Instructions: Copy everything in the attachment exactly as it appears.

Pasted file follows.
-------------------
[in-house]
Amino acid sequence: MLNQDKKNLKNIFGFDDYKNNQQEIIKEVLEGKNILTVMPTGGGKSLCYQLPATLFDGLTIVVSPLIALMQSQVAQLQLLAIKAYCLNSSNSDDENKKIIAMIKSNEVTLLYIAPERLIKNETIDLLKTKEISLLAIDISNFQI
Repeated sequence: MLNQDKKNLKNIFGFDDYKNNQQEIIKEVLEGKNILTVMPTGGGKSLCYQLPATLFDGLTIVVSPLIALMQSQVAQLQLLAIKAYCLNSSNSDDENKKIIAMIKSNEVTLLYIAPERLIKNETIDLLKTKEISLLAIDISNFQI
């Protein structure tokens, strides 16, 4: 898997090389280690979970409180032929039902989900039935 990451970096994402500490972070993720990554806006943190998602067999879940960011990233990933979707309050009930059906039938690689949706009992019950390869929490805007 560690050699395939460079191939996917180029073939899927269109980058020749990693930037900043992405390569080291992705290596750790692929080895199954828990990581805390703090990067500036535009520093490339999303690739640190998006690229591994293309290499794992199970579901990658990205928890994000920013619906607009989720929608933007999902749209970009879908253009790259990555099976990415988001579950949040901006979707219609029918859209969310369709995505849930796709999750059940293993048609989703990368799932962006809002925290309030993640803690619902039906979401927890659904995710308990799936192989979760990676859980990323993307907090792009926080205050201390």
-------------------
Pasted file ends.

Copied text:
[in-house]
Amino acid sequence: MLNQDKKNLKNIFGFDDYKNNQQEIIKEVLEGKNILTVMPTGGGKSLCYQLPATLFDGLTIVVSPLIALMQSQVAQLQLLAIKAYCLNSSNSDDENKKIIAMIKSNEVTLLYIAPERLIKNETIDLLKTKEISLLAIDISNFQI
Repeated sequence: MLNQDKKNLKNIFGFDDYKNNQQEIIKEVLEGKNILTVMPTGGGKSLCYQLPATLFDGLTIVVSPLIALMQSQVAQLQLLAIKAYCLNSSNSDDENKKIIAMIKSNEVTLLYIAPERLIKNETIDLLKTKEISLLAIDISNFQI
């Protein structure tokens, strides 16, 4: 898997090389280690979970409180032929039902989900039935 990451970096994402500490972070993720990554806006943190998602067999879940960011990233990933979707309050009930059906039938690689949706009992019950390869929490805007 560690050699395939460079191939996917180029073939899927269109980058020749990693930037900043992405390569080291992705290596750790692929080895199954828990990581805390703090990067500036535009520093490339999303690739640190998006690229591994293309290499794992199970579901990658990205928890994000920013619906607009989720929608933007999902749209970009879908253009790259990555099976990415988001579950949040901006979707219609029918859209969310369709995505849930796709999750059940293993048609989703990368799932962006809002925290309030993640803690619902039906979401927890659904995710308990799936192989979760990676859980990323993307907090792009926080205050201390």